He's been fighting since the day he was born, but things have finally gotten easier for AJ Burgess.
The toddler and his family made national headlines last month when the sick 2-year-old was denied an organ transplant from his father, even though the pair were a perfect match. AJ, who was born prematurely with no kidneys, spent the first 10 months of his life in an intensive care unit.
As he grew older, AJ relied on a dialysis machine to stay healthy, but it was clear to his parents that time was running out. "AJ's spirit is strong but his body is not,"� his mother Carmellia wrote on a GoFundMe page raising money for the young boy's medical costs. But last month, an unexpected delay put the toddler's life in danger.
AJ was scheduled to receive a kidney transplant from his father, Anthony Dickerson, more than a month ago. But the Emory University Hospital delayed the procedure after Dickerson was arrested for a parole violation.
Despite being released the day of the surgery, Dickerson was told he would have to wait 90 days, to prove he was following his parole obligations, before the hospital would approve the transplant. AJ's parents worried that by that time it would be too late.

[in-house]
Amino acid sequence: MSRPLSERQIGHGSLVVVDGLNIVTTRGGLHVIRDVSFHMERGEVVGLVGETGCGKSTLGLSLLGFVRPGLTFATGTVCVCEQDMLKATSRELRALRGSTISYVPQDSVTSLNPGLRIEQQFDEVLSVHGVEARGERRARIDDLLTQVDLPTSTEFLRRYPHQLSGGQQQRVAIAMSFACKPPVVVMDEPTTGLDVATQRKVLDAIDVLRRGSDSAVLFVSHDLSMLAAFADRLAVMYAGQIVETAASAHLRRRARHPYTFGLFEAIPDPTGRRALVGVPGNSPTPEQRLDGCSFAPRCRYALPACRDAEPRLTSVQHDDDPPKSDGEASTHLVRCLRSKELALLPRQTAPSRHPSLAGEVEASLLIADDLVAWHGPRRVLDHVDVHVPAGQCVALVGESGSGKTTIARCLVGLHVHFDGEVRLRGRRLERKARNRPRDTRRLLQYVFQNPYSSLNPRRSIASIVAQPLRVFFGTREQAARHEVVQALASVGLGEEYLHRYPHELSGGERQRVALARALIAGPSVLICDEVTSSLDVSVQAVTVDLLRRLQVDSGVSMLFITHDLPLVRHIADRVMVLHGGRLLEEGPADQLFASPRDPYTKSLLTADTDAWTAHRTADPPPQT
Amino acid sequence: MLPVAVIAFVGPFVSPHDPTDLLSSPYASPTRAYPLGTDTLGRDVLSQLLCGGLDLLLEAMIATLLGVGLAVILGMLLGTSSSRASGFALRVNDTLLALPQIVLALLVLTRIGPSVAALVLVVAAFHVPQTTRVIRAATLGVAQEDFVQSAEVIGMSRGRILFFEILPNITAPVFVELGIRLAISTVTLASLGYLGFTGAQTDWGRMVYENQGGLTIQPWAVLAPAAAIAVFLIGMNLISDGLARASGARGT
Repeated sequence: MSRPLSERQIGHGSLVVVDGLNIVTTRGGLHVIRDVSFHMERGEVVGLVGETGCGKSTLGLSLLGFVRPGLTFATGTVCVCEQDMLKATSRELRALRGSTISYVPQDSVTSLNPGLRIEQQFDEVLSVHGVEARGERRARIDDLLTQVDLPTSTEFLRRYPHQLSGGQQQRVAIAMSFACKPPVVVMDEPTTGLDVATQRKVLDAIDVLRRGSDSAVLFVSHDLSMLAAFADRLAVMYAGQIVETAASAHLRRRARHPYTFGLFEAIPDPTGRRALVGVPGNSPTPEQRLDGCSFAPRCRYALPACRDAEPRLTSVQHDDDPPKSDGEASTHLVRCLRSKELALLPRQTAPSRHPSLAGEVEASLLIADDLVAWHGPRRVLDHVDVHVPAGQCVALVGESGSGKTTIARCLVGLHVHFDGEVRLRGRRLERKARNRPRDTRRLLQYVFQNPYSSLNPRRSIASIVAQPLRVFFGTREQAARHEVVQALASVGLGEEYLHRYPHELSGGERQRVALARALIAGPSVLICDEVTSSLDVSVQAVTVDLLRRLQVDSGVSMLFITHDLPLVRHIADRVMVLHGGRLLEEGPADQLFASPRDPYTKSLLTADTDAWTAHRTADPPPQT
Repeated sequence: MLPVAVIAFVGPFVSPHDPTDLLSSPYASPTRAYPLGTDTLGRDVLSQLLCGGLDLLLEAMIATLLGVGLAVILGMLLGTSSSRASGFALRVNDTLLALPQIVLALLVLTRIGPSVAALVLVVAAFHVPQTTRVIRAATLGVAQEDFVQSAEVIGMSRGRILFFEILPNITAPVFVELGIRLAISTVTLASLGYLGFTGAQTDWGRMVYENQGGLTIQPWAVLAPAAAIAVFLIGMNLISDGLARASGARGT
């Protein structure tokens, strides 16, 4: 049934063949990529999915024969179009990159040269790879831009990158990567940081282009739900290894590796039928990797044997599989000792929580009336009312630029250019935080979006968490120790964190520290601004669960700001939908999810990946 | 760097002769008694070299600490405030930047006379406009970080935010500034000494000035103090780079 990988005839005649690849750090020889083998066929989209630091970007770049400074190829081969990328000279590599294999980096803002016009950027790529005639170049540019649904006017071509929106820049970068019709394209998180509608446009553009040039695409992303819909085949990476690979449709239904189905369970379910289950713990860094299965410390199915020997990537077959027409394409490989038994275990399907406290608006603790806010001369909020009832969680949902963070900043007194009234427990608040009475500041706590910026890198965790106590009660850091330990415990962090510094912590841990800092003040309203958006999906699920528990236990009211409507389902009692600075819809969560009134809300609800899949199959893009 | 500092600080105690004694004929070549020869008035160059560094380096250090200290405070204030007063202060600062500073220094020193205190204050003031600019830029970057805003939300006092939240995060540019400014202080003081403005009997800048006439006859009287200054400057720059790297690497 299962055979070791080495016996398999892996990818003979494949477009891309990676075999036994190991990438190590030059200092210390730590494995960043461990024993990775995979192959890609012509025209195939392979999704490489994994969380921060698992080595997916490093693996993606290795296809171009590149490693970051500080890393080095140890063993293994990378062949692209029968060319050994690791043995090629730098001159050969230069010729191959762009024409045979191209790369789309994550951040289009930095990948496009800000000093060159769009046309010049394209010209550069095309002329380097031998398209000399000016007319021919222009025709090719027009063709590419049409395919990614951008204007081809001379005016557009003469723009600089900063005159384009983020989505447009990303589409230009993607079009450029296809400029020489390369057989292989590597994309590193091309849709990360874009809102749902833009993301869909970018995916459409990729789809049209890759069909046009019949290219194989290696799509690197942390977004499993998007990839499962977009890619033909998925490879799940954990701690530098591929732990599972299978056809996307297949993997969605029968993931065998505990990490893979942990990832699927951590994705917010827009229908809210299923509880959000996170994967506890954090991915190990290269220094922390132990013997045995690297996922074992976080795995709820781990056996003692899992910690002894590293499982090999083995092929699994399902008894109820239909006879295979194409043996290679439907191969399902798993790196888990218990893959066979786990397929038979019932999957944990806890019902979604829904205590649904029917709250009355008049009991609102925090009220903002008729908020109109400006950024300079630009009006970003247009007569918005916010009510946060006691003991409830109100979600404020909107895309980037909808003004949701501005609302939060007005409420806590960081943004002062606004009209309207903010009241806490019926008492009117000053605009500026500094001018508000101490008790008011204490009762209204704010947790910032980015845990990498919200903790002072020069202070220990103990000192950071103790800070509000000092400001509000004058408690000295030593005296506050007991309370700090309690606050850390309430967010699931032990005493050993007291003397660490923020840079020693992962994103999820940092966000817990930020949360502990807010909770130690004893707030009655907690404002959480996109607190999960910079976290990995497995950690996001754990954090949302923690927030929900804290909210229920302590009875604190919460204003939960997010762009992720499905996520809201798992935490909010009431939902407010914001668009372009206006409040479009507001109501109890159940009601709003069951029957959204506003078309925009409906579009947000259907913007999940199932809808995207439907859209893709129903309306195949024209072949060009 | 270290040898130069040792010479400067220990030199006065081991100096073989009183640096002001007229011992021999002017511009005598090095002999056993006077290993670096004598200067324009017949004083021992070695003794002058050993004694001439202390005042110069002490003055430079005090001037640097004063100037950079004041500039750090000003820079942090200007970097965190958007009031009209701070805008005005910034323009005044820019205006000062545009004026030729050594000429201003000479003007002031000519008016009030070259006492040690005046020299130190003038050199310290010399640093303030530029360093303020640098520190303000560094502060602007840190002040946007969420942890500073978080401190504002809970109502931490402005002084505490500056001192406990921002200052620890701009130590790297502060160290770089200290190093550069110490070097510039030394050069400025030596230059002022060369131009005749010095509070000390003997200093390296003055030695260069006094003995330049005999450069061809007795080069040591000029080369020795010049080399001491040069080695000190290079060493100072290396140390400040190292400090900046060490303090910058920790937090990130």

While the hospital has stood by their decision, a stroke of good luck might have saved AJ's life this month.
The day before Thanksgiving, the boy's parents received a call from the hospital's transplant team, saying that they had a kidney donor lined up for AJ. Everyone was worried after an intense 3-hour surgery, but then doctors shared the good news that AJ's new kidney was functioning normally.
"This is an unexpected Thanksgiving miracle," the family's attorney Muwali Davis said in a statement. "To watch this child that no one expected to live, and now for him to have a chance at a healthy life, it's unbelievable." He added that AJ's parents were "overwhelmed with gratitude" for their good fortune.
AJ was expected to spend a week recovering at the hospital before returning home with his family. They're planning a belated Thanksgiving celebration to give thanks for their small blessing. While they still disagree with the hospital's decision about Dickerson's donation, this is a moment to look on the bright side.
"They want everyone to know that with faith, all things are possible," Davis said. "When the situation was very bleak, it was their faith and the support of the community that pulled them through this."
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